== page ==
What Do Gourami Eggs Look Like?

What do Gourami eggs look like? This is a question that has been asked by many fish enthusiasts over the years. In this blog post, we will take a look at the different types of Gourami eggs and what they look like. We will also discuss the hatching process and how to care for newborn Gourami fry. So, if you are curious about Gourami eggs, keep reading!

Gourami Eggs Types

There are three main types of Gourami eggs: adhesive, bubble, and free floating. To begin, let us take a closer look at the different egg types.

Adhesive eggs stick to surfaces. They are sometimes also called ‘Glued Eggs’. However, this is not a very good term as it can be confusing. In some fish species, adhesive eggs are referred to as ‘glued’, too, even though they do not stick to surfaces at all!

Bubble nest eggs look like they were blown by a human child (with lots of saliva included). These Gourami eggs float in the water and can be spotted when you let your aquarium lights dim for a few hours. Bubble eggs are usually found in small groups, with 10-20 eggs per group.

Free-floating eggs do not stick to surfaces or float on the water surface. Instead, they get carried around by the current and might get eaten by other fish or shrimp that are in the aquarium.

Adhesive eggs are laid by both sexes, though mostly by female Gourami. Bubble eggs are only produced by females, while free-floating eggs can be produced by either sex. Different species of Gourami produce different types of eggs.

For example, Pearl Gourami lay adhesive eggs while Moonlight Gourami lay bubble eggs. Bubble nest eggs are the most popular type of Gourami egg in aquarium circles, so we will take a closer look at them.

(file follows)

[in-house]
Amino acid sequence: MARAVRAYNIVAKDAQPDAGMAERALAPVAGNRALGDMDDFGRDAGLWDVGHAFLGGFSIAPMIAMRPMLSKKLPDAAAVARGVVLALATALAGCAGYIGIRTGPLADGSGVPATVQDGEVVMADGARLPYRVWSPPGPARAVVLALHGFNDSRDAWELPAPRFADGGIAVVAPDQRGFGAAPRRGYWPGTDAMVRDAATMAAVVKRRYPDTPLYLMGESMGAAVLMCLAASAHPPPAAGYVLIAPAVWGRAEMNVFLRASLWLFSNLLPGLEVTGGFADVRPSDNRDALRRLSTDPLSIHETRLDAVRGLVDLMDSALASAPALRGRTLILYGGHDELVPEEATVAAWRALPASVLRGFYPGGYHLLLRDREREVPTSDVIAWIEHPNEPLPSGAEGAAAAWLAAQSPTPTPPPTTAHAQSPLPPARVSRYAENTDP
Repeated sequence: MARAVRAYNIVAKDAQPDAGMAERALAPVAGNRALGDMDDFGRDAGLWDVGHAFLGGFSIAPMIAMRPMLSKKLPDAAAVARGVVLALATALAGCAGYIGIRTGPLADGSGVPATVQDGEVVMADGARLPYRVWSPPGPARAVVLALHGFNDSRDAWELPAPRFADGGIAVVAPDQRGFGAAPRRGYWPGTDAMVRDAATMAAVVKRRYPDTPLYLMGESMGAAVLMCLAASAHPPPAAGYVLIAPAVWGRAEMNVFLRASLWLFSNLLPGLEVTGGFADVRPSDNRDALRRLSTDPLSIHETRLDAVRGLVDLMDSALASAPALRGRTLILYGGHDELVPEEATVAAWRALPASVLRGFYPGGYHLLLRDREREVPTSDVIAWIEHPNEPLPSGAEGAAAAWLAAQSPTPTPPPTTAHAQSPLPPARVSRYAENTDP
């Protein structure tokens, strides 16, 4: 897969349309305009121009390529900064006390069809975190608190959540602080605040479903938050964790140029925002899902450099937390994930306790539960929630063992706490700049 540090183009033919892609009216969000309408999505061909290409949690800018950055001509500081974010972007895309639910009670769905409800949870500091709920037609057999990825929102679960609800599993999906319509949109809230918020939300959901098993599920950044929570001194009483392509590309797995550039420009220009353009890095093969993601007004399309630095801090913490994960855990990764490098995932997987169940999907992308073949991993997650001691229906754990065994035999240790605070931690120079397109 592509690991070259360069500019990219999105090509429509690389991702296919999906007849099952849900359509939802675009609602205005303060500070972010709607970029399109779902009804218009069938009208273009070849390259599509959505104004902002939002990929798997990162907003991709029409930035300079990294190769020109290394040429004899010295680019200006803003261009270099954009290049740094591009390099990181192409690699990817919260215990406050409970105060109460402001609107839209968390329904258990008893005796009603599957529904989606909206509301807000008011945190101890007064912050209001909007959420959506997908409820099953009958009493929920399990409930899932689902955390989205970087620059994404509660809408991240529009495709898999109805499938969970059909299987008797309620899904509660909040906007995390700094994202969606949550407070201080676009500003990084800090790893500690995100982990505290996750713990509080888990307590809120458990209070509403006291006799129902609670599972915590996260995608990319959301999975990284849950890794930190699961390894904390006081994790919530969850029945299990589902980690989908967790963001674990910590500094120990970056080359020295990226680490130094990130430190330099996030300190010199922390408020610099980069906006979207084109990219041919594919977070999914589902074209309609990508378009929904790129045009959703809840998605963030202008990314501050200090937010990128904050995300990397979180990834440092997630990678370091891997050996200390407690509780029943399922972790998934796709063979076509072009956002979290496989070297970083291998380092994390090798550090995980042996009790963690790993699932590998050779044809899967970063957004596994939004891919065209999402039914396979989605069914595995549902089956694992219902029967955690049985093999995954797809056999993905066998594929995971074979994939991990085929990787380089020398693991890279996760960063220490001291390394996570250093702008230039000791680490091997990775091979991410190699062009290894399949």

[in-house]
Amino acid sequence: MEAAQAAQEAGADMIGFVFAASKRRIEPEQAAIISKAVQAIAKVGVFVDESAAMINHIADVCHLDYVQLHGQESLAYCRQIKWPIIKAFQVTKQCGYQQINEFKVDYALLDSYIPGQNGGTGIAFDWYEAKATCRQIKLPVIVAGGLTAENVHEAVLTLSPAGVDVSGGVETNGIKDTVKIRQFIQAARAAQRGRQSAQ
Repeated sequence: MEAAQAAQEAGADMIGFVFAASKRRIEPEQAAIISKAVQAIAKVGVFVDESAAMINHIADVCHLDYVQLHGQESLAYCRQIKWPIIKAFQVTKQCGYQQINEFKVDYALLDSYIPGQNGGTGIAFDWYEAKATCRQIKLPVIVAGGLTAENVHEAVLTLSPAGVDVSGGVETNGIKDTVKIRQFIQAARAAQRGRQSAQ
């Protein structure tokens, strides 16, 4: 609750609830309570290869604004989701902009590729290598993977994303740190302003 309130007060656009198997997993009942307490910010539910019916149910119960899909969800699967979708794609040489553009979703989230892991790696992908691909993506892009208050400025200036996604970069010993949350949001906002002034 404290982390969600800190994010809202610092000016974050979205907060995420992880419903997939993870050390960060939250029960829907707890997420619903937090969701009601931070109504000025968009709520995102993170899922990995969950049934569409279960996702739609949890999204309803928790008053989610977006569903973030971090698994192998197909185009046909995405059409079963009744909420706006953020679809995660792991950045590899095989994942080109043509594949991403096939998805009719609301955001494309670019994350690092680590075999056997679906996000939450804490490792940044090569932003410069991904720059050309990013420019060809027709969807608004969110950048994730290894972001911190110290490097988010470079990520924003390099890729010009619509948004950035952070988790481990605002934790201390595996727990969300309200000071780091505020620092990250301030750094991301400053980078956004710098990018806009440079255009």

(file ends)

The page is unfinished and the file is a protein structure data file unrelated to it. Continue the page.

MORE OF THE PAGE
Gourami Egg-Laying Process

When ready to spawn female Gouramis start creating their ‘nest’. Using her pelvic fins, she digs small pits in the sand or gravel. Then she starts laying her adhesive eggs in these pits, one by one. 

During this process the male Gourami is busy chasing away other fish that might be trying to ‘steal’ his potential offspring. He might also chase individual eggs, leading to cracks and small pieces of eggs floating through the water column.

If you have ever looked at a freshly laid Gourami egg, you will notice that it is not completely clear. When taken out of the pelvic fins, the egg-mass has a white creamy coating. This coating holds all eggs together and makes sure they do not break while being transported over to the nest pit.

During the ovulation process female Gourami produce masses of clear gelatinous eggs. As soon as the male spots these, he will start to court the female with lots of twerking, fin flaring and chasing. 

He will also use his anal fins to receive the adhesive eggs from the female’s pelvic fins. When being fertilized, these gelatinous egg-masses ‘harden’ and take on a whitish color.

Fertilized Gourami eggs will be laid one by one in the prepared nest. A single egg takes around 4 hours to form, which means that it can take an entire day for the female to lay all of her eggs (depending on how many times she has to re-lay them because they broke or got eaten).

After laying her eggs the female Gourami is usually chased away by the male. He will defend his territory and make sure that no other fish can get in to eat his offspring. This period can take up to two weeks, during which time you should not change any water in the tank as this might cause your male to turn against the eggs.

After around two weeks the fry hatch and become free-swimming. Now you can return your big Gourami back to his old territory and remove any other fish from the tank (as they might eat the young fry).

Once hatched, it will take another 2-3 months before the fry is big enough to sell. These young Gourami are usually sold as ‘feeder fish’, which means they are used for feeding bigger carnivorous fish.

Finally, I’d like to mention that it is not uncommon for young female Gourami to be fertilized by more than one male. Because of this, you might end up with more than one type of egg in your aquarium. For example, if you have a male Moonlight Gourami and a male Bicolor Gourami the female may be fertilized by both males. The resulting eggs will either be pearl or adhesive (bubble) eggs.